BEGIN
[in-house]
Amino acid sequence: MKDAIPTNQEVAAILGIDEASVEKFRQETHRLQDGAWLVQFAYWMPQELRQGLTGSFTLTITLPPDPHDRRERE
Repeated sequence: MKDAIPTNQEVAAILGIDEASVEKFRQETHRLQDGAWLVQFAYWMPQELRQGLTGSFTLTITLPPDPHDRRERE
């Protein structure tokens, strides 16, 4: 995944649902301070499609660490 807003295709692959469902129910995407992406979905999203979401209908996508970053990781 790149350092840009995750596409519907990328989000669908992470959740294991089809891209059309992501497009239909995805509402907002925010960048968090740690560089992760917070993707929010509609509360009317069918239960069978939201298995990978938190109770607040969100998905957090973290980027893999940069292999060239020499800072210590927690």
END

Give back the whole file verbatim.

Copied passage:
[in-house]
Amino acid sequence: MKDAIPTNQEVAAILGIDEASVEKFRQETHRLQDGAWLVQFAYWMPQELRQGLTGSFTLTITLPPDPHDRRERE
Repeated sequence: MKDAIPTNQEVAAILGIDEASVEKFRQETHRLQDGAWLVQFAYWMPQELRQGLTGSFTLTITLPPDPHDRRERE
């Protein structure tokens, strides 16, 4: 995944649902301070499609660490 807003295709692959469902129910995407992406979905999203979401209908996508970053990781 790149350092840009995750596409519907990328989000669908992470959740294991089809891209059309992501497009239909995805509402907002925010960048968090740690560089992760917070993707929010509609509360009317069918239960069978939201298995990978938190109770607040969100998905957090973290980027893999940069292999060239020499800072210590927690």